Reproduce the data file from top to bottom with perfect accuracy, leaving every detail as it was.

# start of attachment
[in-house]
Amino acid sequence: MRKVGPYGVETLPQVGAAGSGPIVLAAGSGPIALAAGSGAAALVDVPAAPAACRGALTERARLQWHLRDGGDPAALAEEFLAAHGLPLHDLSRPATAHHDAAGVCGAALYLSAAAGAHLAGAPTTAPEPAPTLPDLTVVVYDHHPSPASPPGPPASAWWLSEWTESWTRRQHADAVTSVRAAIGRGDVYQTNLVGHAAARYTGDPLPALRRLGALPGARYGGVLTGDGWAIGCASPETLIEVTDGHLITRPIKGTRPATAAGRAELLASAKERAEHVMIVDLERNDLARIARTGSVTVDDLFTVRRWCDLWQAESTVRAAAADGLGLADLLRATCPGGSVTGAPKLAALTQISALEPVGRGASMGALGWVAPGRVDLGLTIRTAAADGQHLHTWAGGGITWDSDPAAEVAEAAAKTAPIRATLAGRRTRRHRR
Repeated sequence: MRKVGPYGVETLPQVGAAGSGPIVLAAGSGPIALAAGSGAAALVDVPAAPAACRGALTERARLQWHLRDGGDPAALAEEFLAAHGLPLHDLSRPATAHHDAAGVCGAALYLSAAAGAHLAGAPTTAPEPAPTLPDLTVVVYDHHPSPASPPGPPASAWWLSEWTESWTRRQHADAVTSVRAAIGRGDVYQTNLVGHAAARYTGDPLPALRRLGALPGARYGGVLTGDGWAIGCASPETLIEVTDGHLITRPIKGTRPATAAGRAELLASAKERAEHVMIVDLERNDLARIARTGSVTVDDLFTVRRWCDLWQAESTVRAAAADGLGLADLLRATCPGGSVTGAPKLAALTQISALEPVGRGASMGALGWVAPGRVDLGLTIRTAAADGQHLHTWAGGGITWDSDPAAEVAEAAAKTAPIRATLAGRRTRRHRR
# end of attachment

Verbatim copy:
[in-house]
Amino acid sequence: MRKVGPYGVETLPQVGAAGSGPIVLAAGSGPIALAAGSGAAALVDVPAAPAACRGALTERARLQWHLRDGGDPAALAEEFLAAHGLPLHDLSRPATAHHDAAGVCGAALYLSAAAGAHLAGAPTTAPEPAPTLPDLTVVVYDHHPSPASPPGPPASAWWLSEWTESWTRRQHADAVTSVRAAIGRGDVYQTNLVGHAAARYTGDPLPALRRLGALPGARYGGVLTGDGWAIGCASPETLIEVTDGHLITRPIKGTRPATAAGRAELLASAKERAEHVMIVDLERNDLARIARTGSVTVDDLFTVRRWCDLWQAESTVRAAAADGLGLADLLRATCPGGSVTGAPKLAALTQISALEPVGRGASMGALGWVAPGRVDLGLTIRTAAADGQHLHTWAGGGITWDSDPAAEVAEAAAKTAPIRATLAGRRTRRHRR
Repeated sequence: MRKVGPYGVETLPQVGAAGSGPIVLAAGSGPIALAAGSGAAALVDVPAAPAACRGALTERARLQWHLRDGGDPAALAEEFLAAHGLPLHDLSRPATAHHDAAGVCGAALYLSAAAGAHLAGAPTTAPEPAPTLPDLTVVVYDHHPSPASPPGPPASAWWLSEWTESWTRRQHADAVTSVRAAIGRGDVYQTNLVGHAAARYTGDPLPALRRLGALPGARYGGVLTGDGWAIGCASPETLIEVTDGHLITRPIKGTRPATAAGRAELLASAKERAEHVMIVDLERNDLARIARTGSVTVDDLFTVRRWCDLWQAESTVRAAAADGLGLADLLRATCPGGSVTGAPKLAALTQISALEPVGRGASMGALGWVAPGRVDLGLTIRTAAADGQHLHTWAGGGITWDSDPAAEVAEAAAKTAPIRATLAGRRTRRHRR